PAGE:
nookh/re/ta            [F]
                Alien                   baar/raa/ya            [M]
                                       baar/re/ta              [F]

                        ALSO            akh/sna/ya          [M]
                                        akh/sne/ta          [F]
F = Feminine     M = Masculine      P = Plural
                B  A  C  K     TO THE      F  U  T  U  R  E


                Dog     11,000 BC
                Goat     8,500 BC
                Sheep    8,000 BC
                Pig      7,500 BC
                Cattle   7,000 BC
                Cat      7,000 BC
                Donkey   4,000 BC
<< Cultural Atlas of Mesopotamia, Roaf  >>

A.D. (1978) Dr. Harvey Weiss of Yale collects over 98,000 artifacts in
Syria  from the time of the Assyrian king Shamshi-Adad.

<< New York Times, October 18, 1981 >>

                                               L    I    T    E    R    A    T    U    S

                                                                AUGUST 1968
                                                        held in Turlock, California

Thursday, August 29             Open House      7:30 pm Free
Friday, August 30               Dance Party     9:00 pm $6.00 per person
Saturday, August 31             Dance Party     9:00 pm $6.00 per person
Sunday, September 1             Presidential Ball               $6.00 per person
Monday, September 2             All Assyrian Picnic             $3.00 per person

Package deals for all above events $20.00- saving $5.00

           T  H  I  S    W  E  E  K     I  N    H  I  S  T  O  R  Y
December 5, 1937:  dies, Alphonse Mangana, Assyrian linguist noted for his
contributions to the study of ancient Aramaic and Arabic languages,
author of several books and articles in related fields.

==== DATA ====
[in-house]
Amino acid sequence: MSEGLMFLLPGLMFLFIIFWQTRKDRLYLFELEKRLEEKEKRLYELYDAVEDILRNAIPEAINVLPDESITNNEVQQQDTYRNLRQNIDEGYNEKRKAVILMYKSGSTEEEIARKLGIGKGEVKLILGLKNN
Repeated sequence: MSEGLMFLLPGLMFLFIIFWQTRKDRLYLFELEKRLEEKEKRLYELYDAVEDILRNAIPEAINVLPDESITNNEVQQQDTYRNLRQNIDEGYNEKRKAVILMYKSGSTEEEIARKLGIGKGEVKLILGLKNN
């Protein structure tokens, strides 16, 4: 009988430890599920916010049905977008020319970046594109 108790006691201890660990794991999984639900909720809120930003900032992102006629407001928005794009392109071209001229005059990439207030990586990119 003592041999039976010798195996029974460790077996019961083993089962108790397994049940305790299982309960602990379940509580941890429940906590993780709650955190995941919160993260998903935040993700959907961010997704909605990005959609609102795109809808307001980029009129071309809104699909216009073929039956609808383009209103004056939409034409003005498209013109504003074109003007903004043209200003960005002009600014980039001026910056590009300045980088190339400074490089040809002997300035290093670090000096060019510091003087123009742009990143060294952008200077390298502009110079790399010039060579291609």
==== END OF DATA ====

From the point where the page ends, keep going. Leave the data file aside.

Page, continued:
B     R    A     V     O
The story of Queen Semiramis (Shamiran) of Assyria who reigned in the 9th
century B.C. has inspired composers of opera to write over 30 full length
operas.  One of these was by the Italian composer, Rossini, whose exciting,
dramatic composition turned out to be one of his most successful works.

<<Nineveh Magazine, Vol 3, #6>>
                         the   D I  R  E  C  T  O  R  Y
ZNAD (Assyrian Democratic Organization)
ZNAM (Archeology Magazine)
ZNAP (Associated Press International)
ZNBN (Bet-Nahrain Inc/ KBSV-TV "AssyriaVision")
ZNDA (Zenda: zenda@ix.netcom.com)
ZNNQ (Nabu Quarterly)
ZNNV (Nineveh Magazine)
ZNRU (Reuters)
ZNSJ (San Jose Mercury News)
ZNTM (Time Magazine)
ZNUP (United Press International)
ZNUS (US News & World Report)

             W   E   L   C   O   M   E     T O     Z   E   N   D   A
Zenda welcomes our new on-line subscribers from:

                        San Jose, California [3]
                     S     A     L     U     T     E
Zenda wishes to thank the following individuals & organizations
whose contributions appear in this issue:
                Firas Jatou             Chicago, Illinois
                Christoph Aktas Sunnyvale, California
                Adnan Bet Ishaia        Oulu, Finland

Our Next Issue will appear on Monday, December 9, 1996.